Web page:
On another note, this post that you made the comment on is pretty old now, and these comments are somewhat buried. I think it's best if we always commment on the most recent post, even if it doesn't deal with it directly. If you use this address:
      www.coloradoheadwatersfisheries.blogspot.com

      then you will always see the newest post at the top and you don't have to keep looking at this old one. Thanks for posting, and let's talk more about Dillon.

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    2. This is what I meant to say . . .

      First, the list of waters WHERE YOU CAN FISH FOR LAKE TROUT within a 50-or-so-mile radius of Dillon includes Turquoise, Twin, Jefferson, Green Mountain, Williams Fork, Granby, and Grand. I may have missed one or two.

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  15. Jon, Not here to argue about adding more Mackinaw to other lakes but in the example of Dillon Res. I agree that lakers would desimate the small Kokanee in that lake. You suggest that Lake Trout then be left with nothing to sustain the population. Although there is not a DPW survey on Dillon, isn't that lakes biomass made up of mostly suckers? Have your studies shown that lakers prey on suckers, trout, or salmon more?

    Thanks man. We all appreciate your insight and find this blog helpfull.

    Fishmanlee

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  16. Jon,

    I was curious whether there had been any discussion about reintroducing stoneflies to the Upper Colorado. Sounds like they had good success down on the Arkansas with reintroduction, and they used Colorado River stoneflies. I know the water regs may still not allow for survival, but even that would be an important finding at some level.

    I could arrange for some private landowners (downstream from Lake Granby) to have the reintroduction done on their property if that is easier to control and evaluate than doing it initially on public water.

    Brian Young
    brianyoungco@comcast.net

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  17. Nice post! Glad that you like their service. I believe that treating the customer so politely makes them so comfortable with your services. Anyway, thanks for sharing. Keep posting.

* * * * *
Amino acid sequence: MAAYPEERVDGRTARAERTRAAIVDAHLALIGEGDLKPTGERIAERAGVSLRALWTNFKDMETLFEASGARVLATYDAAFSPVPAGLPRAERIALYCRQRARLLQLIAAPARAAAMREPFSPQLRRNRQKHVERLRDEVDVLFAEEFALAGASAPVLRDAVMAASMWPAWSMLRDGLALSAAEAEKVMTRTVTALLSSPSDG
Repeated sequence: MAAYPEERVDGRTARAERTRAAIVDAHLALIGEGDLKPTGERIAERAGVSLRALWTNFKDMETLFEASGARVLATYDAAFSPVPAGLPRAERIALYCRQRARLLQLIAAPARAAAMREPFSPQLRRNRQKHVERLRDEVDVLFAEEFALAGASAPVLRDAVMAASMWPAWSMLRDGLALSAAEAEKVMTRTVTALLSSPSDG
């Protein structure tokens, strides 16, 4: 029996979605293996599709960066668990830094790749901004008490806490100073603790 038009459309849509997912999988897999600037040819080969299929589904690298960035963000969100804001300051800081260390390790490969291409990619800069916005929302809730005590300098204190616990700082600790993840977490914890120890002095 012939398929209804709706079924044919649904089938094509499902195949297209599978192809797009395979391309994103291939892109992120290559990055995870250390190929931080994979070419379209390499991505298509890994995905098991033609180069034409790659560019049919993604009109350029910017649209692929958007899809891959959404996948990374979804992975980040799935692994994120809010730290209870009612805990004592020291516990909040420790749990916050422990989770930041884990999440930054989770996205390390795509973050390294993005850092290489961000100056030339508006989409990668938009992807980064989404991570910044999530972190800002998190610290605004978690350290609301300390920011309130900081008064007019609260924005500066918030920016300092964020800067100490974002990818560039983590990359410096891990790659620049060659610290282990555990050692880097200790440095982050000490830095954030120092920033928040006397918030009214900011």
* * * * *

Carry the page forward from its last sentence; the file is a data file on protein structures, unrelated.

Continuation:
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  18. Jon, thank you for taking the time to do this blog. There is often a perception that those in a position of authority (or at least those with decision-making ability) do not care about the concerns of their constituency. I am glad to see that this is not the case here.

    This may already be posted elsewhere, but I have not seen it. When will the fishery meetings in March be held, and is there a set itinerary yet for the meetings? I would like to have the opportunity to do some reading and research on the bullet points before the meetings. Thank you very much.

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  19. So how would one communicate with you without the general public being in the conversation? I would like to talk about your "waters" one on one. Can that been done through this blog?

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  20. Hi Jon, I hope this finds you well, that you are still doing this blog and I hope also to get a response. About 6-7 years ago, my husband Joe and I were volunteering with the kokanee salmon spawning operation at Williams Fork, prior to our move to Austin TX. I seem to remember that operation starting toward the end of October. I have read some things online about Williams Fork water being low and no boating in 2013, but can't find any info for 2014. Joe & I happen to be in Colorado for a few weeks in October this year. We are wondering if the Kokanee spawning operation is happening this year at Williams Fork and if so, when?